Adventures Suck While You're Having Them (Sweetwater Creek, 9/16/2006)
The title is something Neil Peart says a few times in his travel book "Roadshow." Man, is that ever true.
The worst kayak ride I've ever had was one of those sucky adventures.
I found a guidebook to Northwest Florida rivers a few years ago. It's pretty out of date as far as roads and landmarks, but still usable, since the rivers are still there.
I wanted to try a different run from the usual one I took with the Movie Freak; this would be the first time one of his trumpet students came along, so we wanted a short ride.
According to the guidebook, the ride along Sweetwater Creek would be about 2 miles, with plenty of shade. We dropped Movie Freak's car at the take-out spot, piled all our stuff into my Tracker, and headed up to the Highway 4 put-in, a bridge over the creek. It was about 11 a.m.
I parked behind the southwest guard rail and we made our way down a kind of steep slope to the creek. Plenty of trees around, so the water was almost icy cold even in mid-September.
We had played up the whole tubing/kayaking experience for the kid, and all three of us were looking forward to it.
We hit a snag within 100 feet of the bridge, but didn't think anything of it. There had been plenty of hurricanes in the previous couple of years and deadfall was common even on Juniper and Coldwater Creeks (our usual). The kid and Freak had it easier; they were riding inner tubes and could just crouch down and float under it.
I had to maneuver the boat to a shallow spot, lever my fat ass up out of the seat (even 6 years ago, my legs were starting to give me trouble), and drag the boat around the snag. Saw some raccoon tracks on the bank, a first.
Back in the boat...and within a couple of minutes the way was blocked again. We voted to keep going, hoping that it'd be better.
There was a Lowe's worth of lumber downstream, and we had to go over, under or around it all. We really should have turned back, but that didn't happen. Each snag was a sucky adventure in itself; one was bad enough that I left the boat, climbed the west bank, and found myself looking across someone's pasture. I went a few yards downstream past the snag, climbed back down, and retrieved the boat, long since having given up on riding it. I pulled it along like an unwilling burro.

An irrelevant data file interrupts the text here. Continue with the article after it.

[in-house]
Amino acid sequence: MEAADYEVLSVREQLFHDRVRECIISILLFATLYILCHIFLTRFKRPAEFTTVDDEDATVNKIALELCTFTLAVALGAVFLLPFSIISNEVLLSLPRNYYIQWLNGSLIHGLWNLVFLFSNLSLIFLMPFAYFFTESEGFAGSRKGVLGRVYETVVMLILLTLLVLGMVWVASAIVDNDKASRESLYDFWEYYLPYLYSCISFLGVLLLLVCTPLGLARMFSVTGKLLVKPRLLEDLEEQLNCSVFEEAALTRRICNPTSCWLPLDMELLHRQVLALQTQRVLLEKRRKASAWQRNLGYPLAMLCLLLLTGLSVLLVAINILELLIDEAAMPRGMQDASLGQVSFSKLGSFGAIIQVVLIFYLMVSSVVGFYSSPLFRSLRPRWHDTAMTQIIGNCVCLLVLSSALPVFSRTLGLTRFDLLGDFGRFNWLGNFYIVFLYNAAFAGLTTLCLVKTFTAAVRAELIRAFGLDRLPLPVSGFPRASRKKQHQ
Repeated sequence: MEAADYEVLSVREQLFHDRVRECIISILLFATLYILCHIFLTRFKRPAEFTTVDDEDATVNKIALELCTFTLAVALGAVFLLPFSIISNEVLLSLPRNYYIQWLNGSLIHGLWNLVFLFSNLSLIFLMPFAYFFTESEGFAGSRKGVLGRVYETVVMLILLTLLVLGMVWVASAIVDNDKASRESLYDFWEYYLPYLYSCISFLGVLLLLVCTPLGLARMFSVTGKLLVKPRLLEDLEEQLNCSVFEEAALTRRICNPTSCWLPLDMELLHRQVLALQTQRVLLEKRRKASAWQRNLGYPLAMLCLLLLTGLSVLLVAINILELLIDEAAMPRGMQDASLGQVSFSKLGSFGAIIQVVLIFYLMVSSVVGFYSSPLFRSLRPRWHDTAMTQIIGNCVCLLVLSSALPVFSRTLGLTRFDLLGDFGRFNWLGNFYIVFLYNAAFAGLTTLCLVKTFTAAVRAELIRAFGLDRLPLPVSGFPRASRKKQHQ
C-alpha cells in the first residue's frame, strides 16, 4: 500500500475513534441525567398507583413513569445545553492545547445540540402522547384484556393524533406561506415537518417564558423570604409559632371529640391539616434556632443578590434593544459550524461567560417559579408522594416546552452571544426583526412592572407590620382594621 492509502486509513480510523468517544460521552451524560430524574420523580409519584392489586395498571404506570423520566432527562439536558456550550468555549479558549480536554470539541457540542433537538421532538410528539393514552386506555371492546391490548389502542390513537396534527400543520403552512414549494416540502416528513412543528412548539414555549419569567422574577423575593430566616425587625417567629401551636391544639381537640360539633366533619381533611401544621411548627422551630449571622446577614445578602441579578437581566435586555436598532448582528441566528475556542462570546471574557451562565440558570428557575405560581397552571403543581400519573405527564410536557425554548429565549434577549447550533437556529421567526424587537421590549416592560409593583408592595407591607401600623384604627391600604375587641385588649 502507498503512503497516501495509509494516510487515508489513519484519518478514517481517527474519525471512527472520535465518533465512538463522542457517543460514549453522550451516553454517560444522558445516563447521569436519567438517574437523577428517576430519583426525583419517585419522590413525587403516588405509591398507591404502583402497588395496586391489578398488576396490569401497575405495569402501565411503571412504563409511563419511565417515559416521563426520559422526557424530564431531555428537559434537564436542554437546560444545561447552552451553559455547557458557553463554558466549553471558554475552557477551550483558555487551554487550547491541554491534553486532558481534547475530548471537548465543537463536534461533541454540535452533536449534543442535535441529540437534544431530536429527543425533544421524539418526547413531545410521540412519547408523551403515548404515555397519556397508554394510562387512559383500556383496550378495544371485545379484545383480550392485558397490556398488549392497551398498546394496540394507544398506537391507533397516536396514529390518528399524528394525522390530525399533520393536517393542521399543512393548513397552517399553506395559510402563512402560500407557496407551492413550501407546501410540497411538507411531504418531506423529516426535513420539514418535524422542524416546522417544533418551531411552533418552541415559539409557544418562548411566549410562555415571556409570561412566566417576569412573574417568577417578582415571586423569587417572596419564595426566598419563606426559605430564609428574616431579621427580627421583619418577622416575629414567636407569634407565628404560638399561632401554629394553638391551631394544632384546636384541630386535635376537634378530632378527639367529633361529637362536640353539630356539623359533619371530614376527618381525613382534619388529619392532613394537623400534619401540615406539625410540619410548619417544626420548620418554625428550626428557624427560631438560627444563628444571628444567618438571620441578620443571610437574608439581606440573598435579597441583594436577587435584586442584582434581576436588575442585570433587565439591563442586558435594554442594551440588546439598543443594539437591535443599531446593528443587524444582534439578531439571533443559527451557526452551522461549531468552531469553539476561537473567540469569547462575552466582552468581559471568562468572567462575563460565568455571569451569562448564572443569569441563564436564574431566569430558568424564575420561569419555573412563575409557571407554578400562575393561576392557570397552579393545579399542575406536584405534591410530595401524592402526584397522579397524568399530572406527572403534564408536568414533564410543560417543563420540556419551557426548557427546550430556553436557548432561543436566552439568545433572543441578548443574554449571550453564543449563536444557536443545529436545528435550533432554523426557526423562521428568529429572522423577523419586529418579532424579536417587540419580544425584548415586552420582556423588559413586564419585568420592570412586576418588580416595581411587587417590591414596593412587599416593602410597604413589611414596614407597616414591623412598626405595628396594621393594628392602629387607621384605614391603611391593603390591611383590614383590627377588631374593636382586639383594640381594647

We hit another one like that a few hours later, the worst of all--a high, thick wall near what looked like a picnic area on the east bank. We scaled the bank and stopped for lunch, joking that this was a little more fun than we usually had. There really was no going back at this point; we had no idea how far we'd come (not far at all, as it turned out) and just wanted to keep moving forward.
From the picnic spot and a little trail running south, we could see that we could get around three sizable snags...and as soon as we were in the water again, we had to deal with another one.
We killed six hours doing this. By 5 p.m., the three of us were worn out. My shins burned from where I'd banged them on underwater branches. We wearily passed by a picnic area on the west bank, this one with a table and benches.
I don't think there was any discussion of stopping there; we kept going through/over/around several more snags before coming up against another wall of trees and branches. It looked like the creek stopped right there--and for us, it did. We turned around and hiked for that last picnic stop, rested a few minutes, and followed the nearby trail north away from the creek. The trail became a loose dirt road bordering that same pasture I'd seen from the other side, then finally led to a paved road.
At the second house on the right, we stopped to ask for a ride back to the Tracker. Big family, really nice folks. They explained that the creek had been left uncleared by whatever State or County office, and that it had been like that since Hurricane Opel in 1995.
We were loaded into the family truck and off we went, maybe a quarter mile to Highway 4. The Tracker was parked barely 300 feet away.
After more than 6 hours, we'd gone maybe 3/4 mile down the creek (the middle push-pin in the picture).